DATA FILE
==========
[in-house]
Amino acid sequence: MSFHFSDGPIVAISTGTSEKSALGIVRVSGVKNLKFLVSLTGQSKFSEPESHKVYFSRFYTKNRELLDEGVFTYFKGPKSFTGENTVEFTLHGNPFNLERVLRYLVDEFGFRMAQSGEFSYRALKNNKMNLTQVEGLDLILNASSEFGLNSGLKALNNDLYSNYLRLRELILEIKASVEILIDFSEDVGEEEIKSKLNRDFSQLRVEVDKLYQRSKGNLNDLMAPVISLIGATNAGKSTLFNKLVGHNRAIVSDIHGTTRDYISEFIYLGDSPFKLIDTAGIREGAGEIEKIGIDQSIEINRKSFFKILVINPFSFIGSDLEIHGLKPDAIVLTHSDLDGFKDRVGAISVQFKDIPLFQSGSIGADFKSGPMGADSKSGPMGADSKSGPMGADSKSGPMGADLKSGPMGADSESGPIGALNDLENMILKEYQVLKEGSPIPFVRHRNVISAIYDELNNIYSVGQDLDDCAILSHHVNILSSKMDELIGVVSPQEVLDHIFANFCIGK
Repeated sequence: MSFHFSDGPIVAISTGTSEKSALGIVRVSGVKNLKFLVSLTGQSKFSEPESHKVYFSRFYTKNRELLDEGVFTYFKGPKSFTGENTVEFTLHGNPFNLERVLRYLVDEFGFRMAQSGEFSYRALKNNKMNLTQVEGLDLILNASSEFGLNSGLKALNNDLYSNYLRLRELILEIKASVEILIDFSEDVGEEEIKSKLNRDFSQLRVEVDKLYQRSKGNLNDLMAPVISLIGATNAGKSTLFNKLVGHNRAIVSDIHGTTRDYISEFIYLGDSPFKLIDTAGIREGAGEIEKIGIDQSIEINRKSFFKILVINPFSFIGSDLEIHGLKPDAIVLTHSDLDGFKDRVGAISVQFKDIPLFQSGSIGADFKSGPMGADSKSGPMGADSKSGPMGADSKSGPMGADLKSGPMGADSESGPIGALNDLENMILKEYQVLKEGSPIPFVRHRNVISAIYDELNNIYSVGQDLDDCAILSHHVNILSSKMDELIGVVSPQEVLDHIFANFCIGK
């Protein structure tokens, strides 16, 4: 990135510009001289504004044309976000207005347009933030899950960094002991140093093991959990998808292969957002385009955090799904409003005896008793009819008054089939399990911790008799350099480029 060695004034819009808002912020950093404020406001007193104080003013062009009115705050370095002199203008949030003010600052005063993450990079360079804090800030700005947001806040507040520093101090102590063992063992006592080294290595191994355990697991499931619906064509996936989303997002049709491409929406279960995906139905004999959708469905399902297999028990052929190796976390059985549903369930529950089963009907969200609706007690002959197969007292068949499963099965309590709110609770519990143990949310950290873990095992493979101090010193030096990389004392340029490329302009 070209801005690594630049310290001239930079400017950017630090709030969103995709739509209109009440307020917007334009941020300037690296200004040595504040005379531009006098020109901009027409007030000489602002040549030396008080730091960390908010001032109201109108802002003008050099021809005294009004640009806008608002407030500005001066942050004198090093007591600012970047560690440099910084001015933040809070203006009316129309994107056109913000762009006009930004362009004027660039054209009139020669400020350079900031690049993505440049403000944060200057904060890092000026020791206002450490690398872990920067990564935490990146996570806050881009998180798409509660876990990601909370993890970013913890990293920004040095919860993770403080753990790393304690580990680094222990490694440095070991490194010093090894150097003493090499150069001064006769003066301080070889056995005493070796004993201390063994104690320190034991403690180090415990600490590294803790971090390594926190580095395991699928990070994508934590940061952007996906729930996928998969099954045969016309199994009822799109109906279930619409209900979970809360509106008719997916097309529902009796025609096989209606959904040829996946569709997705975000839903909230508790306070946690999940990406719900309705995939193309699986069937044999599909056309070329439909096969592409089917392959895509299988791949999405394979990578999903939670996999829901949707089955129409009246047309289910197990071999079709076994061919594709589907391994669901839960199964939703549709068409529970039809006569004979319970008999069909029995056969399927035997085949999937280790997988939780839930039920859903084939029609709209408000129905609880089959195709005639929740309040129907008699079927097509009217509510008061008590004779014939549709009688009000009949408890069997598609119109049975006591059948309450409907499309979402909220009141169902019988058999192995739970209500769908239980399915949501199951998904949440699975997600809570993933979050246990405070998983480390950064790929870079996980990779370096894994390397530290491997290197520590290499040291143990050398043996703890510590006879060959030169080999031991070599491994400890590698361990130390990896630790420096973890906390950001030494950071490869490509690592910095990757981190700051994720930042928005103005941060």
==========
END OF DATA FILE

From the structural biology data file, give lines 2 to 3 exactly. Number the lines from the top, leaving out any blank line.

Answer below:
Amino acid sequence: MSFHFSDGPIVAISTGTSEKSALGIVRVSGVKNLKFLVSLTGQSKFSEPESHKVYFSRFYTKNRELLDEGVFTYFKGPKSFTGENTVEFTLHGNPFNLERVLRYLVDEFGFRMAQSGEFSYRALKNNKMNLTQVEGLDLILNASSEFGLNSGLKALNNDLYSNYLRLRELILEIKASVEILIDFSEDVGEEEIKSKLNRDFSQLRVEVDKLYQRSKGNLNDLMAPVISLIGATNAGKSTLFNKLVGHNRAIVSDIHGTTRDYISEFIYLGDSPFKLIDTAGIREGAGEIEKIGIDQSIEINRKSFFKILVINPFSFIGSDLEIHGLKPDAIVLTHSDLDGFKDRVGAISVQFKDIPLFQSGSIGADFKSGPMGADSKSGPMGADSKSGPMGADSKSGPMGADLKSGPMGADSESGPIGALNDLENMILKEYQVLKEGSPIPFVRHRNVISAIYDELNNIYSVGQDLDDCAILSHHVNILSSKMDELIGVVSPQEVLDHIFANFCIGK
Repeated sequence: MSFHFSDGPIVAISTGTSEKSALGIVRVSGVKNLKFLVSLTGQSKFSEPESHKVYFSRFYTKNRELLDEGVFTYFKGPKSFTGENTVEFTLHGNPFNLERVLRYLVDEFGFRMAQSGEFSYRALKNNKMNLTQVEGLDLILNASSEFGLNSGLKALNNDLYSNYLRLRELILEIKASVEILIDFSEDVGEEEIKSKLNRDFSQLRVEVDKLYQRSKGNLNDLMAPVISLIGATNAGKSTLFNKLVGHNRAIVSDIHGTTRDYISEFIYLGDSPFKLIDTAGIREGAGEIEKIGIDQSIEINRKSFFKILVINPFSFIGSDLEIHGLKPDAIVLTHSDLDGFKDRVGAISVQFKDIPLFQSGSIGADFKSGPMGADSKSGPMGADSKSGPMGADSKSGPMGADLKSGPMGADSESGPIGALNDLENMILKEYQVLKEGSPIPFVRHRNVISAIYDELNNIYSVGQDLDDCAILSHHVNILSSKMDELIGVVSPQEVLDHIFANFCIGK